As can be seen most clearly with reference to FIG. 3, blades 48, 50 and 52 are approximately 76 cm in length. Thus, each strip 24 of dough is also approximately 76 cm in length. Release of strips 24 is accommodated by coating plates 48, 50 and 52 with SILVERSTONE (tm) plastic. This results in a more sure grasping of portion 64 by rollers 26. Release by rollers 26 is promoted through the use of a pair of doctor blades 68 on supports 70. Doctor blades 68 bear against the surfaces of their respective rollers as is illustrated most clearly in FIG. 4.
As noted above, blade assembly 18 is approximately 76 cm in length. Thus, strips of dough 24, when they are released from the rollers 26 onto top surface 30 have a length of approximately seventy centimeters. The speed of conveyer 22 is adjusted in such a manner that when a strip of dough 24 such as that illustrated in FIG. 7, falls on conveyer 22, its forward end 72 overlies the rearward end 74 of the strip 24 a which preceded it.
More particularly, the movement of conveyer 22 is made responsive to the condition of the chunks of dough being produced and dropped onto it. This may be achieved in a simple fashion because of the known length of the strips of dough which are being produced by the blade assembly and being pulled by the rollers which underlie the blade assembly.
In accordance with the present invention, control of the movement of belt 22 is achieved through the use of a distance measuring sensor 76, which may be of the pulse generating or other known type. As can be seen most clearly in FIG. 1, strips of dough 24 are advanced by conveyer 22 and are pressed between top surface 36 and the bottom of roller 38. Naturally, different doughs have different characteristics and their being worked between roller 38 and conveyer 34 will result in varying the draw of dough from conveyer 22. Moreover, it is typical for the operator of the sheeting system 10 to vary the gap between roller 38 and top surface 36. This adjustment will also vary the rate at which dough is drawn from the end of conveyer 22.
As dough is fed between roller 38 and top surface 36, it tends to accumulate in a mass 78 on the opposite side of the calendar roller 38 from sheet 44. The amount of such accumulation is measured by a level sensor 80. When the level of any accumulation 78 becomes too high, a signal is sent to the system controlling the motor which advances conveyer 22 and the movement of conveyer 22 is reduced in speed. However, the movement of conveyer 34 is continued, as is the movement of roller 38. The result is that the accumulation 78 of dough at the input of the calendar roller 38 is reduced until that reduced level is detected by sensor 80 which then sends a signal to the motor driving conveyer 22 telling conveyer 22 to increase speed in the direction indicated by arrow 32.
Thus the accumulation of dough is being continually monitored by the system which feeds dough from conveyer 22 only when it is needed. Likewise, when conveyer 22 has advanced a distance corresponding to a desired portion of the length of a strip of dough, blade assembly 18 and rollers 26 are rotated to cut and drop another strip of dough 24. In accordance with the invention, the overlap between successive chunks of dough can be varied in accordance with the characteristics of the dough being worked and the product be produced.
As the system 10 is illustrated in FIG. 1, chunk overlap has been set for about 20%. This is a typical choice for the manufacture of many products. As alluded to above, such an amount of overlap is achieved by activating blade assembly 18 when distance sensor 76 has detected movement of conveyer 22 corresponding to a distance equal to 80 percent of the length of chunk 24.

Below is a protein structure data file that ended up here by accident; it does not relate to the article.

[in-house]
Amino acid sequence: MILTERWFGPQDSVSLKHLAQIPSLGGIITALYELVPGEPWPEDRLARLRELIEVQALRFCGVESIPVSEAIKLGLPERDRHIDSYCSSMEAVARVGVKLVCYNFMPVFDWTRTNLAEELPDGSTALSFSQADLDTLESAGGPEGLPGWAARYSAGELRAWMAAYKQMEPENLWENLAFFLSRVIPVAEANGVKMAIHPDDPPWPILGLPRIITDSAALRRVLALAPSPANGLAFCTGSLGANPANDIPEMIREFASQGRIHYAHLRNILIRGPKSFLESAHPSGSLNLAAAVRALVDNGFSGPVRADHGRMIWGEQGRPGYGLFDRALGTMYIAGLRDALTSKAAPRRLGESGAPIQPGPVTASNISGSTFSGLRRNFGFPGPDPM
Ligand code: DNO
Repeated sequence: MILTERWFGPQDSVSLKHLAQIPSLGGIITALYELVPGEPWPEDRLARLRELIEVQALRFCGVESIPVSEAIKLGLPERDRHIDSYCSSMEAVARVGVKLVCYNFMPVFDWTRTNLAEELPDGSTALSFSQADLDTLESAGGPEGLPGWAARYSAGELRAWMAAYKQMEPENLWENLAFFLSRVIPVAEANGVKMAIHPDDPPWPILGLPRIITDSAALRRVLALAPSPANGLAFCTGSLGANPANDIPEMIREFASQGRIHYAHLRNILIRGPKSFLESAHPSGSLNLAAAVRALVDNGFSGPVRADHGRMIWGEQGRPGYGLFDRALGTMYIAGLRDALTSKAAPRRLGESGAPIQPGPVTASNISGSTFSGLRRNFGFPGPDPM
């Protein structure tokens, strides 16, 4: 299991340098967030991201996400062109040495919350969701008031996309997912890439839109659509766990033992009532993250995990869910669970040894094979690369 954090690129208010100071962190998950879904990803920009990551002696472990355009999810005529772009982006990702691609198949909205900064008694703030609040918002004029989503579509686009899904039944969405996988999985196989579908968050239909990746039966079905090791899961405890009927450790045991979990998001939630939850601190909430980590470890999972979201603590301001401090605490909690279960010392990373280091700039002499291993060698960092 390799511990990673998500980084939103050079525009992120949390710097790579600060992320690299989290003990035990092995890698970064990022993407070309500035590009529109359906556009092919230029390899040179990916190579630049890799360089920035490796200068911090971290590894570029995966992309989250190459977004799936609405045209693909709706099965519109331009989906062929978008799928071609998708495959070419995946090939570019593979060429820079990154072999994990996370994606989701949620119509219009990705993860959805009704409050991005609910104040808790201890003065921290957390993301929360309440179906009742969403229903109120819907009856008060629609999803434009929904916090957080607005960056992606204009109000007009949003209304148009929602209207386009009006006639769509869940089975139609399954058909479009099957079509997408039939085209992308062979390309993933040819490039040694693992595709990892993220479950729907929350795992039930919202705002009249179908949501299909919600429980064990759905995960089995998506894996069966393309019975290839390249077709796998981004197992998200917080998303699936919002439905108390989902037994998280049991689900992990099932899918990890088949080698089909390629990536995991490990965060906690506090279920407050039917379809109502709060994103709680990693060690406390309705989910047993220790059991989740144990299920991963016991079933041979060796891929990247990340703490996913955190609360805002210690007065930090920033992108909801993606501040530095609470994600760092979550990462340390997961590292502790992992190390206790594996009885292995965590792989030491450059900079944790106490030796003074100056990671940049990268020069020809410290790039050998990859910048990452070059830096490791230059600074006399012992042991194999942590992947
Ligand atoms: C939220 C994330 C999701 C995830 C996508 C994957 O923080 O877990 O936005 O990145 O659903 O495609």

In principle, overlaps on the order of approximately 50 percent are practical in many product manufacturing situations. Moreover, because release of chunks of dough can be achieved without spraying the dough with oil or other artifices, merging between successive chunks of dough at the point of overlap is of good quality and therefore the sheet of dough produced by the system has good integrity.
Consistent with the other high quality aspects of the sheet being produced, good edging is provided by a pair of fences 82, as illustrated most clearly in FIG. 7. The use of such fences is of particular value in accordance with the present invention because of the objectives of high throughput without overly demanding operator requirements. In this regard, it is anticipated that the inventive system will be releasing chunks of dough having a weight of approximately 18 kg each with a throughput of approximately 5,500 kg per hour.
In accordance with a preferred embodiment of the invention, cutting is performed by solid triangular cutters. More particularly, as illustrated in FIG. 8, an alternative cutter assembly 118 is used in an alternative system 110. Cutter assembly 118 is machined from ultra high molecular weight polyethylene (UHMW) to form a body with a triangular cross section with surfaces 148, 150 and 152, and a round disk 156 at each end, as illustrated more clearly in FIG. 9.
The construction of cutter assembly 118 is similar to that of assembly 18.
The structure is completed by a stainless steel shaft 189, press fitted through the UHMW-PE round body of assembly 118 and secured by pins 190 press fitted through the UHMW-PE body and of assembly 118 the stainless steel shaft. Pins 190 are perpendicular to the centerline of the UHMW-PE body and the stainless steel shaft.
While an illustrative embodiment of the invention has been described above, it is, of course, understood that various modifications will be apparent to those of ordinary skill in the art. Such modifications are within the spirit and scope of the invention, which is limited and defined only by the appended claims.
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|U.S. Classification||425/145, 426/502, 425/147, 426/503, 425/238, 425/373|
|International Classification||A21C3/04, A21C3/10|
|Cooperative Classification||A21C3/10, A21C3/04|
|European Classification||A21C3/04, A21C3/10|
|Aug 30, 1995||AS||Assignment|
Owner name: INTERKO, INC., SOUTH CAROLINA
Free format text: ASSIGNMENT OF ASSIGNORS INTEREST;ASSIGNOR:MULLER, BERNARUDUS W.;REEL/FRAME:007602/0096
Effective date: 19950823
|Oct 23, 2001||REMI||Maintenance fee reminder mailed|
|Apr 1, 2002||LAPS||Lapse for failure to pay maintenance fees|
|May 28, 2002||FP||Expired due to failure to pay maintenance fee|
Effective date: 20020331